The Embera are often associated with the Wounan people, though the two cultures were effectively separated during the latter part of the last century. Since these two tribes have no written history, little is known of their early heritage. It is believed they originally were semi-nomadic hunter-gatherers and fishermen, but the construction of the Pan-American Highway reduced their rain forest habitat, and they adopted a more agricultural lifestyle while still retaining their traditional ways.

    Among the most stunning of these is body painting. To facilitate their movement through the jungle, the Embera once wore minimal clothing, and would cover the top parts of their bodies with black dye from the jagua, an inedible jungle fruit. Still used today for ceremonies and celebrations, this custom can take the form of solid blocks of ink against contrasting patches of bare skin or intricate patterns etched on the skin with a bamboo stick. The indelible blue-black dye remains on the skin for up to two weeks, until it is naturally exfoliated. Your friendly hosts will introduce us to their unique way of life by demonstrating these techniques.

    Also skilled craftspeople, the villagers will explain the technique used to make their canastas, baskets so tightly woven that they can even hold water. We'll learn about the natural fibers and vegetable dyes of the rain forest used in their creation.

    Fish is an important protein among the Embera, and even youngsters are experts with the harpoon, spear, and hand line. The local diet also relies heavily on jungle plants, plantains, bananas, rice, beans, hearts of palm, and yucca root. You'll enjoy an authentic taste of local cuisine during a Home-Hosted Lunch, and also experience Embera dances and the music of flutes, drums, and turtle shells.

    You'll return to your hotel this afternoon, with some free time to relax and enjoy the lush scenery. Or, you may choose to join a nature walk on hotel grounds. Dinner tonight is at the hotel.

  • After breakfast and morning at leisure, you'll depart for Panama City. You'll enjoy lunch on your own and then board the M/S Discovery. This 24-passenger catamaran will be your private home throughout your three-night Panama Canal cruise. After a short onboard orientation, your ship sets sail later this afternoon.

    Our first port of call is Taboga Island, known as the “Island of Flowers,” a title it lives up to with birds of paradise, orchids, and other tropical species. It's a colorful island with an equally colorful history. The birthplace of Santa Rosa de Lima, the Southern Hemisphere's first saint and a role model to Mother Teresa, the island also beckoned artist Paul Gauguin, who began incorporating bright colors into his work more often after his stay here. The island also played an important role in the construction of the canal, serving for more than three decades as a retreat for French and then American canal builders. Here you'll have time to either kayak in the bay or disembark to explore the island, a mostly pedestrian haven, with your Program Director.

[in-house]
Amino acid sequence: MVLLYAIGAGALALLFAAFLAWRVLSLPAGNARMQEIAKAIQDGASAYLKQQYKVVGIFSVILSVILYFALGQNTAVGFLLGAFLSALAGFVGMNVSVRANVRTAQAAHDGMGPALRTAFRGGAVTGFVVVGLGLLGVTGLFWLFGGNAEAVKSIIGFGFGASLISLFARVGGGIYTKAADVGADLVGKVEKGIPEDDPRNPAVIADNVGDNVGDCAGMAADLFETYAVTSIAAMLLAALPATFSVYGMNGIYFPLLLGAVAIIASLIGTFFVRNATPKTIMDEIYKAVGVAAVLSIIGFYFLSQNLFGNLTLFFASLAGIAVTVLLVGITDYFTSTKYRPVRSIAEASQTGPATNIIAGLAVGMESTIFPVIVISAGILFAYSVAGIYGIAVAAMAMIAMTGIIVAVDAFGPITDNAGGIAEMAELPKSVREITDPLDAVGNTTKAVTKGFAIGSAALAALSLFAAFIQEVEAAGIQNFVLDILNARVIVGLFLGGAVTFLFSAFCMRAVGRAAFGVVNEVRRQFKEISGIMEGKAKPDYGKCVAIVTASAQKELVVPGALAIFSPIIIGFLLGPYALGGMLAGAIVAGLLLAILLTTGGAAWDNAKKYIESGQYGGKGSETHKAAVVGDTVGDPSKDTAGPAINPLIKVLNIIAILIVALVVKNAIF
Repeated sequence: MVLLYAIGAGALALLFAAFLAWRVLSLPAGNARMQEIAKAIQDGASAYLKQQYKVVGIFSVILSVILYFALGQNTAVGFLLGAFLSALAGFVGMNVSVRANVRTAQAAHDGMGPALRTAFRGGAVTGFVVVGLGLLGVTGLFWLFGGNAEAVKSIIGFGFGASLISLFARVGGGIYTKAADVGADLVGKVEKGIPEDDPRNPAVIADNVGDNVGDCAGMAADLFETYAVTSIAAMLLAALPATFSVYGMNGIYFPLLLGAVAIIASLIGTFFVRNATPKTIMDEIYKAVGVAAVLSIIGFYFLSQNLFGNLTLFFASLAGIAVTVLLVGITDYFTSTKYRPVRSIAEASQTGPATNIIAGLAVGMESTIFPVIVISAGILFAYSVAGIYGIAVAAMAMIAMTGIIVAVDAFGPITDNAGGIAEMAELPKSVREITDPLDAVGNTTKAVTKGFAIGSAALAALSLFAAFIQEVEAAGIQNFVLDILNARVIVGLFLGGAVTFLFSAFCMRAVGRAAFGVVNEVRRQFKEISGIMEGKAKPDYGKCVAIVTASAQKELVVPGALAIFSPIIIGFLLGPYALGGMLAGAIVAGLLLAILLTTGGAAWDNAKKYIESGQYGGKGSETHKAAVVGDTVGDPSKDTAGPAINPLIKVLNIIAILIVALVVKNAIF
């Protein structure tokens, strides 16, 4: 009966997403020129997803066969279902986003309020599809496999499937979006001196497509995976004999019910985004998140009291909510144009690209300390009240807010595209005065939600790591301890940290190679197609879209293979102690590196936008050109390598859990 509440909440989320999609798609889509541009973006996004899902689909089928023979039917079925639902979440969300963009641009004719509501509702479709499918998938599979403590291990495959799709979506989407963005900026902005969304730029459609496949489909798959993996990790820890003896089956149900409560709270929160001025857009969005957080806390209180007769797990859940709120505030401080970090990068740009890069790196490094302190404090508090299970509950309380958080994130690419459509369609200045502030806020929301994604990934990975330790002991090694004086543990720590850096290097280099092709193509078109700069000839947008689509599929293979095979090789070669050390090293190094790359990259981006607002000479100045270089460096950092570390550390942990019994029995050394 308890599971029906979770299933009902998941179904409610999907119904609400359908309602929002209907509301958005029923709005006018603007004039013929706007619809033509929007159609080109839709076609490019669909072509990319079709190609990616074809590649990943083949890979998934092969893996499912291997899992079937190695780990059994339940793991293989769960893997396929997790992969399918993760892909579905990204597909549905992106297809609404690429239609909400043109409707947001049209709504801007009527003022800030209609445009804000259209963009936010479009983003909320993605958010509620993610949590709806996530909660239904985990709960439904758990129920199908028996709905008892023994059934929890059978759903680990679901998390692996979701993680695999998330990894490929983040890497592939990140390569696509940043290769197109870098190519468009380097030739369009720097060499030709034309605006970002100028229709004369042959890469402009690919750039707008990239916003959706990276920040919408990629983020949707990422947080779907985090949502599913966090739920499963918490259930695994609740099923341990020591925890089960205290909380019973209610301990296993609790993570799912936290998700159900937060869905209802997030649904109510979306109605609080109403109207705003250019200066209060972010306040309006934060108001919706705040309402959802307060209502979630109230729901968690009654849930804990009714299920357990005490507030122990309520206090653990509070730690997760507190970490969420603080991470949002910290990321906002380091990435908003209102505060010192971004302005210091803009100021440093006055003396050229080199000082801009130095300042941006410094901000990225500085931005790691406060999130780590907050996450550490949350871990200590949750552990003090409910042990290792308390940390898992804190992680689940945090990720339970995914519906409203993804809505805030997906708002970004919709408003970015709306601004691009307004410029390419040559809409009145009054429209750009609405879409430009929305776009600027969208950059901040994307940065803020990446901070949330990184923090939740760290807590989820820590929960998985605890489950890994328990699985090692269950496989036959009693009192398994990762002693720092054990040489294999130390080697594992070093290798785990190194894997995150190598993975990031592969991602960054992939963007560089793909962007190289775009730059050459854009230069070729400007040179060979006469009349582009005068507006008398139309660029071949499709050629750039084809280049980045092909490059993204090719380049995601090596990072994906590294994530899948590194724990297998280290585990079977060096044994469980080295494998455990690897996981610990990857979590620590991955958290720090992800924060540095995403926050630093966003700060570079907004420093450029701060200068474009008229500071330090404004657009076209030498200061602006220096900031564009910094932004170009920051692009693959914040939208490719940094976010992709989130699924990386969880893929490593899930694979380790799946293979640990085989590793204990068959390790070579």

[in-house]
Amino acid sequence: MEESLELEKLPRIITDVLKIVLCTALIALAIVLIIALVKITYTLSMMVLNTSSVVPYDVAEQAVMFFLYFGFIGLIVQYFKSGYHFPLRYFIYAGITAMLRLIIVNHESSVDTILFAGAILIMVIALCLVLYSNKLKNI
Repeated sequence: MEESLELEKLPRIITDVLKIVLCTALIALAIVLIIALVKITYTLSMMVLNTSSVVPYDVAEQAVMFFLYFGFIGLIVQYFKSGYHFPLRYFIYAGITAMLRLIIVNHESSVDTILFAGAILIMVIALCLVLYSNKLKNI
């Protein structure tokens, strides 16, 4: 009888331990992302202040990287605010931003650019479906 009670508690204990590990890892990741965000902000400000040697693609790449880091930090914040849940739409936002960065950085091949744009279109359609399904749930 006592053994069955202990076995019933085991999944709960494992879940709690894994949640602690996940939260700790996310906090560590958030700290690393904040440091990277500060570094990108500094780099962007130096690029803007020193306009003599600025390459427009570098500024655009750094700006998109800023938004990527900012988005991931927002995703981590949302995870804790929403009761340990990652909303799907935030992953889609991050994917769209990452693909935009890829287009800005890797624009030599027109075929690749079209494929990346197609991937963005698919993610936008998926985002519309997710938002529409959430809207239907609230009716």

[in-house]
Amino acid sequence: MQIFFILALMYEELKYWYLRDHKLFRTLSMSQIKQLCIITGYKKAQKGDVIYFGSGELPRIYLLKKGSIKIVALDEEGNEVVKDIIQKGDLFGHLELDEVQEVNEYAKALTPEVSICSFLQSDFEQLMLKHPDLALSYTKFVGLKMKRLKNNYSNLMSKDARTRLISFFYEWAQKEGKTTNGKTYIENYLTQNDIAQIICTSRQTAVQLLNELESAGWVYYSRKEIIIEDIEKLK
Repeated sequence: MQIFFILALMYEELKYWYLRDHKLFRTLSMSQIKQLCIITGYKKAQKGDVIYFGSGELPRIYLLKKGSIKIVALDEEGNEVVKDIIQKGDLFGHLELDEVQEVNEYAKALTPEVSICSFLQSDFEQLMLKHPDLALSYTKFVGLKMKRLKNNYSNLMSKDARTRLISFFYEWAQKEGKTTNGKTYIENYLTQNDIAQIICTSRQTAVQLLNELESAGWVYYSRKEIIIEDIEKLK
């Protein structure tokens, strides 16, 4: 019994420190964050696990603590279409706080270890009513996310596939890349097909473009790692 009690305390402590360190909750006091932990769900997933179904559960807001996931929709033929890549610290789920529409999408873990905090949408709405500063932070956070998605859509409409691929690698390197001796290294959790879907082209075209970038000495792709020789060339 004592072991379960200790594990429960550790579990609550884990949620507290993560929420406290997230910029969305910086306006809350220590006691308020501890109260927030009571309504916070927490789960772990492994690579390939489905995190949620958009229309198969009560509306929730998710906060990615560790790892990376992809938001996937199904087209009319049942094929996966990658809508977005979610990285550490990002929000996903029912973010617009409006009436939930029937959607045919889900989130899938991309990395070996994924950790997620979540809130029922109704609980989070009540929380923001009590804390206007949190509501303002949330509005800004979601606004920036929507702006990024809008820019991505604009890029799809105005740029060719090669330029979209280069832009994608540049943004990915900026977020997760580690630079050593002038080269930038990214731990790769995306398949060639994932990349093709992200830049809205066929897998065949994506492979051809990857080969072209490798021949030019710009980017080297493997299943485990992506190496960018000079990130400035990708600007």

This evening, enjoy dinner onboard the ship and after-dinner activities on the Top Deck. Our overnight stay here allows us to be in prime position for the commencement of tomorrow's transit of this vital link between the Atlantic and Pacific oceans.

  • Balsa Trees – Natural History

    Discover the fantastic array of animals nourished by Panama's balsa trees, which bloom when food is scarce.

    You'll wake up this morning to find yourself at the Pacific entrance of the Panama Canal, where you'll begin your northbound canal passage. You'll witness a new chapter in the canal's 102-year-old history: a new set of locks that allow the world's largest cargo ships to pass for the first time in the canal's history.

    The notion of building a path between the seas here is as old as the voyages of Christopher Columbus, but it wasn't until 1879 that Frenchman Ferdinand de Lesseps, builder of the Suez Canal, made the first attempt. The scope of the effort proved too great, and the project languished until 1902, when Teddy Roosevelt brought the dream to life.

    In 1913—a full year ahead of schedule and nearly $23 million under budget—the Panama Canal was completed. It officially opened on August 15, 1914, and a dream became a reality. A journalist who witnessed its opening wrote, “This canal is both a first and a last … man will never again build with such scope, such imagination.” More than 40 ships a day, or more than 14,000 annually, traverse its 50-mile length—eliminating a 9,000-mile trip around the tip of Cape Horn.

    You begin your own transit by cruising beneath the soaring Bridge of the Americas, which connects the two land masses that were separated by the canal's construction, to join today's convoy of ships from around the world for your northbound canal passage. As you cruise, you'll take in the full spectrum of everyday life on the canal's banks, from the bustling activity at the commercial port of Balboa to crocodiles lounging in the sun.

    You'll pass through the Miraflores Locks and the Pedro Miguel Locks, experiencing for yourself the thrill of these engineering marvels. Then, you'll navigate the Gaillard Cut; the narrowest section of the canal that bisects the Continental Divide, it is named for the American who oversaw its construction and then died just before it opened. You'll see up close the dramatic landscape 6,000 canal laborers toiled to cut. At the peak of construction, up to 600 holes daily were drilled and then blasted with as much as 50,000 pounds of dynamite. Steam shovels dug out the rubble, which was loaded onto 160 trains a day for the twelve-mile trip to the dumps. Your Program Director will describe how, nearly a century later, this section of the canal requires continuous maintenance due to its susceptibility to landslides.